Lenovo Yoga Tablet 2
HTC One M8 Eye
Zotac ZBOX OI520 Plus
AMD Kabini 5350 APU
Chris Solarski on the art of game design
DSKIC students bag BAFTA nomination
Video games in India: The journey so far
Analysis: Sony Xperia Z3 battery life and comparison
HTC One M8 Eye vs Sony Xperia Z3 vs iPhone 6: Camera comparison
How tech is taking football to the next level
Classic FPS games are a dying breed
Slowly gathering steam...
The obsession within
Carmick Shift: Can John Carmack and Oculus Rift change the world?
Harley-Davidson launches three new bikes, most expensive priced at Rs. 49 lakhs
Lava launches Iris Fuel 50 smartphone for Rs. 7,799
ISRO's Mars 2 mission to launch in 2018
Google Hangouts now lets you make 1 min free international calls
LG challenges Sharp Aquos Crystal with Full-HD bezel-less smartphone
Celkon Colt A401
iBall Slide 3G 6095-Q700
Lava QPAD R704
Case Study: Developing an augmented reality app for Intel based devices
Use Spotify, Netflix in India on your PC, Android smartphone
Overview: Implementing fast real-time GPU-based image blur algorithms
How to use Intel Perceptual Computing SDK for human-robot interface
How to use touch gestures to Influence Physics Parameters using TouchScript
Digit News Update [28 OCT 2014]
Digit News Update [27 Oct 2014]
Digit News Update [21 Oct 2014]
Digit News Update [20 OCT 2014]
Pentax K-500 Camera Review
Top 5 CyanogenMod features on the OnePlus One
The 10 most memorable villains in gaming
Samsung Galaxy A5 and A3: Samsung's take on the metal body
The 10 scariest horror games on Android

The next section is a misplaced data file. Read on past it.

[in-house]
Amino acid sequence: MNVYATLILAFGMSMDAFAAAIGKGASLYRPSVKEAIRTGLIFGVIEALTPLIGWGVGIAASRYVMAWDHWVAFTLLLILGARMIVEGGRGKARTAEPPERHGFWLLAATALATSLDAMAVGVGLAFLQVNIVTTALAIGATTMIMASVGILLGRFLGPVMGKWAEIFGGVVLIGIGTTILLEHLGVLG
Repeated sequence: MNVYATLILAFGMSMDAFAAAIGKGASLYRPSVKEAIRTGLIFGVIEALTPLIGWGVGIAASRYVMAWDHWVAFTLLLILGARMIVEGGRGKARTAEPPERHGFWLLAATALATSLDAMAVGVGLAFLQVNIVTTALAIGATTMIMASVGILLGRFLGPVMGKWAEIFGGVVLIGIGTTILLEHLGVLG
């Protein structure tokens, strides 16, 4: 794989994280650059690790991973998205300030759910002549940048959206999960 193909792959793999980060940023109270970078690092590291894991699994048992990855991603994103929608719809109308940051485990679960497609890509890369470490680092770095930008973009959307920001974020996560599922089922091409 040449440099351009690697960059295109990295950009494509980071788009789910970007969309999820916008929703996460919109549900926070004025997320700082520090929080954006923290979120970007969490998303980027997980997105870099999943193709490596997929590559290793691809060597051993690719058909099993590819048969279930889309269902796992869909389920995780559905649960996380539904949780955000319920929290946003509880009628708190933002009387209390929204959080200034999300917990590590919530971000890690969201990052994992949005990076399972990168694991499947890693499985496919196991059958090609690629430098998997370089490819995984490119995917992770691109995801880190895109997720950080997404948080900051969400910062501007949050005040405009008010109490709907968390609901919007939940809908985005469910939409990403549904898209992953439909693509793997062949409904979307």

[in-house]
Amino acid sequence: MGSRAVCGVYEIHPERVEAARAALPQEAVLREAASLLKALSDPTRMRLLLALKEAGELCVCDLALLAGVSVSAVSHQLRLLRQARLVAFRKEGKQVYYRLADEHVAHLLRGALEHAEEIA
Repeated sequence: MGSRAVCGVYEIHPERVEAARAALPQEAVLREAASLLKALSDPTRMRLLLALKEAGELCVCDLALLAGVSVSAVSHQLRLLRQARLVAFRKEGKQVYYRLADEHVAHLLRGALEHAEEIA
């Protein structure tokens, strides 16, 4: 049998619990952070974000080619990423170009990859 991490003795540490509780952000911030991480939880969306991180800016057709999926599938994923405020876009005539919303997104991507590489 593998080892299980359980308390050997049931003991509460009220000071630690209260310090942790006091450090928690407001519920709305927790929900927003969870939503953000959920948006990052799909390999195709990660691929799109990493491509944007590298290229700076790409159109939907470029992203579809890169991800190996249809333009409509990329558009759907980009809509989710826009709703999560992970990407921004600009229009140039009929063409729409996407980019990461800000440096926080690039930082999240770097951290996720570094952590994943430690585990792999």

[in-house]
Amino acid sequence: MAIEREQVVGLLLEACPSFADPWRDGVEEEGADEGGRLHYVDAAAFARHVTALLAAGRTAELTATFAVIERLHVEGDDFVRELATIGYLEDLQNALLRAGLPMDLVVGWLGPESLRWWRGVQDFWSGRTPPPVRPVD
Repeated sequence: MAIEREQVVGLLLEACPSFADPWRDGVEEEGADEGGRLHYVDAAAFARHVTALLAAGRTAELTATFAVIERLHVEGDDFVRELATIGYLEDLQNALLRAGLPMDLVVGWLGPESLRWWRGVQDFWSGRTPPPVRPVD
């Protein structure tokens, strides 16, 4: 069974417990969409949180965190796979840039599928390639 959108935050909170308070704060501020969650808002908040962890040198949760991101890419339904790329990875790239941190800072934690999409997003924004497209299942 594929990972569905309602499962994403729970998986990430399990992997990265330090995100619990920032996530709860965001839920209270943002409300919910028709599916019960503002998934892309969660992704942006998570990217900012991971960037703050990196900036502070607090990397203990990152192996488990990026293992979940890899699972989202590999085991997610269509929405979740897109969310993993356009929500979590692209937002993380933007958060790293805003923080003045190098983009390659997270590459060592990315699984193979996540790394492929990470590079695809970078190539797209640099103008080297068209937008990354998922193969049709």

Hands On: Apple iPhone 6
Intel Developer Zone
Intel Windows Developer Zone
Dsk International Campus Zone
Sony Ericsson has been maintaining a steady flow of Walkman handsets in the market. The W100i is another of these. Yet SE manages to inject just enough of uniqueness to each Walkman phone, not to make us go “Oh, not another Walkman for review”. The W100i might be a Walkman, but it’s cute enough to enjoy its own niche. This phone is clearly aimed at the mid-range market – those looking at a basic feature set in a phone that doubles as a capable music player.
Look and feel
The W100i compact, tiny even, and will easily fit the smallest hand. The fairer sex will be happy. Another upside is the phone feels very solid, as if it would survive a fall, this we didn’t test. Although touch-screens are the new craze, sliders are still hot. The sliding action on the Spiro isn’t the best we’ve seen from SE, but it seems robust enough to stand the vigour’s of daily use. The materials used are of good quality and the phone has a nice finish. The rear is matte black, while the front and sides sport a glossy white coat. The Spiro is attractive looking, but in a simplistic, yet chic way.
The rear features a gentle curved design, with a slight bulge towards the centre of the device – this is part of SE’s “human design” philosophy. The space on the rear is shared by the SE monogram, a large speaker vent and the cutaway for the camera lens. The 3.5mm jack is located conveniently on the top. The large, flush-fit volume rocker is located on the right and thanks to good feedback and indentations on the surface, it’s pretty usable. The unprotected micro USB port is located on the left side. Incidentally, the microSD card is hot swappable, as the battery needn’t be removed.